My friend Meaghan is in town! Thanks to the Ernst Mayr Grant, she’s here at Harvard to take photographs of lots and lots of skulls in our Museum of Comparative Zoology. She is equal parts brilliant and hilarious, and it’s great to have a former labmate come spend time at my new institution.
Meaghan is also a collaborator of mine – in fact, she is the one driving the bus – on a really, really cool Pleistocene project. Not only is she the queen of successful undergraduate research mentoring, it turns out she is also a very, very skilled project manager. Everything is organized. (This is not surprising, if you know Meaghan.) The overall plan for the project and its sub-parts is easy to find and understand. Everyone’s next tasks are clear. Everything moves along at a pace varying between steady and rockets-on-full-blast.
I love it. (This is also not surprising, if you know me.)
So, as I mentioned on twitter…
My favorite thing about being in the same place as my collaborators is the writing.
My favorite way to write? Sitting down with another person.
Face to face or side by side, as long as it’s in actual physical space. Someone’s office, someone’s house (Meaghan and I are both blogging at my kitchen table as I type), or my perennial favorite, the coffee shop. Comes complete with background noise, refreshments, and a sense of slight urgency because you don’t want to be That Guy hogging the prime table and outlets all day. Why is it important to be in the same physical space? I’ve found it vastly expedites the process. Clarifying the intent/message of the piece of writing becomes much simpler, because you can talk it out. Problems or confusions that aren’t big enough to email about, but are still tricky and slow you down, can be resolved instantly.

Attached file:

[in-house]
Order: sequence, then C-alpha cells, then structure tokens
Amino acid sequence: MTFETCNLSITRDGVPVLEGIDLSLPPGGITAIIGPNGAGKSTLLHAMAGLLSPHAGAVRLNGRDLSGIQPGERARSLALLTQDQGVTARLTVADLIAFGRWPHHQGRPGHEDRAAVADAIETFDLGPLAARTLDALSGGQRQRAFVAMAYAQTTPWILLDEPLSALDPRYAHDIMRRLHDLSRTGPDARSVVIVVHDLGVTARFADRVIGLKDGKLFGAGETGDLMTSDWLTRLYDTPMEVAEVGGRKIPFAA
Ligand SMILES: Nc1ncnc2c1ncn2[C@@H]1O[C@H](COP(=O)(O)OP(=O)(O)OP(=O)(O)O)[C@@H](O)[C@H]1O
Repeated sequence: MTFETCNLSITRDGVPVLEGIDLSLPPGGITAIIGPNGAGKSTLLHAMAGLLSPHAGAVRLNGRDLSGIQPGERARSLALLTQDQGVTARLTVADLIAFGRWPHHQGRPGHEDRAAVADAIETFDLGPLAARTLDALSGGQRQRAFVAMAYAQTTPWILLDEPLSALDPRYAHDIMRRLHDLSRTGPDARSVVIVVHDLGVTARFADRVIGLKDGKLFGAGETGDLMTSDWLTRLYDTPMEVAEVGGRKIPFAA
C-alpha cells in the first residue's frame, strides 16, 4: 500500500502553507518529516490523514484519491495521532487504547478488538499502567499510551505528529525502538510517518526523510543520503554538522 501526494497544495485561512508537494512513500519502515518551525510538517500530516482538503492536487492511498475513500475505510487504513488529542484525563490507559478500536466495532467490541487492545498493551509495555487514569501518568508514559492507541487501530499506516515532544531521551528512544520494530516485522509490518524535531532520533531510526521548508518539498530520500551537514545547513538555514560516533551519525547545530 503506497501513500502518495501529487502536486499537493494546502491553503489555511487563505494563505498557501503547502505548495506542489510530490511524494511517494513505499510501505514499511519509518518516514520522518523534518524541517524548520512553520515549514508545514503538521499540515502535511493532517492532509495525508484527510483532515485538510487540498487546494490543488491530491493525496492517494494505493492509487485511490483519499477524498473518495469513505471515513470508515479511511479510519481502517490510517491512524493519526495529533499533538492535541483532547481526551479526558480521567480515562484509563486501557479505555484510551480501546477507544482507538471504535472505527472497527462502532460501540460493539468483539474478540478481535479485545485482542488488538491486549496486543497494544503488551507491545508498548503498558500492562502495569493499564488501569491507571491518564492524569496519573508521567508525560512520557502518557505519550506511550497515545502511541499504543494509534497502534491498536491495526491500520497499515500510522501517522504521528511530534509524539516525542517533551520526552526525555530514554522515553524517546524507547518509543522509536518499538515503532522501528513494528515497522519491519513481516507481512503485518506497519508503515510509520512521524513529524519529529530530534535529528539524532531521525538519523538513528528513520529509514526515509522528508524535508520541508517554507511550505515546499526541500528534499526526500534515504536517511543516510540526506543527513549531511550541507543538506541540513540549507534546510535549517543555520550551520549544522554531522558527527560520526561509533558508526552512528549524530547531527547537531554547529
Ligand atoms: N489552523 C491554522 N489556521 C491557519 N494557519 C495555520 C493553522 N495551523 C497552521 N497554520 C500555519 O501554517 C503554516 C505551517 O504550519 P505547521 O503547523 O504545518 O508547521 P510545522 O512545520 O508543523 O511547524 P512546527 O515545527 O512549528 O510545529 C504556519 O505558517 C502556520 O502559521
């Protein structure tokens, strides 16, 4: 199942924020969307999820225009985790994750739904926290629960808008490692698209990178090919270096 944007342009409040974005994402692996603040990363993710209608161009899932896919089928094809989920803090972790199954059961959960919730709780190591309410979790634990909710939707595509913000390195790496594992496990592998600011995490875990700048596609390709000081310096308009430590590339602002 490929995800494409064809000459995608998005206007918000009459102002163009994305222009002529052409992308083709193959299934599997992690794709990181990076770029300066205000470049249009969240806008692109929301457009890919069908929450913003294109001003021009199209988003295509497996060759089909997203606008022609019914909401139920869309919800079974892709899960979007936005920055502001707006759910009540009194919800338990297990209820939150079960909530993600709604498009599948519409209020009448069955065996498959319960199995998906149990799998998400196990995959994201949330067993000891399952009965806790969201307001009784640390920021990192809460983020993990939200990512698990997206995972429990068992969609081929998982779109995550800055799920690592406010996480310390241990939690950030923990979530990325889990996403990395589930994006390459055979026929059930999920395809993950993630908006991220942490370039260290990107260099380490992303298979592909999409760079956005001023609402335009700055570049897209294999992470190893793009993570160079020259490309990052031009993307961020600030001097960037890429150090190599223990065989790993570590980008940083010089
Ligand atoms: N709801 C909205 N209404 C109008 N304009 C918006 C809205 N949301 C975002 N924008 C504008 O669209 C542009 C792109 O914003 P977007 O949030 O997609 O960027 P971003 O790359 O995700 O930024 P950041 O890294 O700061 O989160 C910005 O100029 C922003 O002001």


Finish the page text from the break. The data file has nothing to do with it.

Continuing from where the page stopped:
Another major bonus of this method: it is a great way to teach better writing. I say this as someone who wrote my first manuscript all by myself, then sat down with my project advisor for a couple hours and walked through it sentence by sentence. A big time investment? Yes, but it probably takes only slightly longer than going through and commenting by hand. For me, at least, seeing the corrections discussed and then made in real time provided a major boost to the quality of my future drafts.
You can write together in several ways. The two best ways I’ve found are:
1. One person types while the other looks over the writer’s shoulder. The non-typer makes suggestions and/or heckles. This dual-writing method is very fast for several reasons: the faster typist can be the one at the computer; you rarely get stuck on how to phrase something, because you’re both talking it out and you have another person’s perspective; you can urge each other on in “write the shitty first draft” mode (link to a PDF – go read!), pushing past a desire to nitpick in the early stages; and it’s more fun than sitting alone in a room somewhere.
2. Both people have a Google Doc (or some other simul-editing setup) open to the paper/outline/whatever. You should still be sitting next to one another! For this it’s best if you are working on slightly different sections, or at least one person is following slightly behind the other to provide input, complete sentences, or tidy up phrasing. This method provides a little more “divide and conquer” style and may work better if you can’t handle conversation + writing at the same time.
As it turns out, I usually prefer the first method, and that is what Meaghan and I are planning this weekend. Just the two of us, a coffee shop, and some serious progress on a Really Sexy Manuscript that we hope will be coming soon to a journal near you.
Go try it!
(And if you’re interested in a blog that is irreverent, hilarious, and informative, go check out Mary Anning’s Revenge, which Meaghan co-writes.)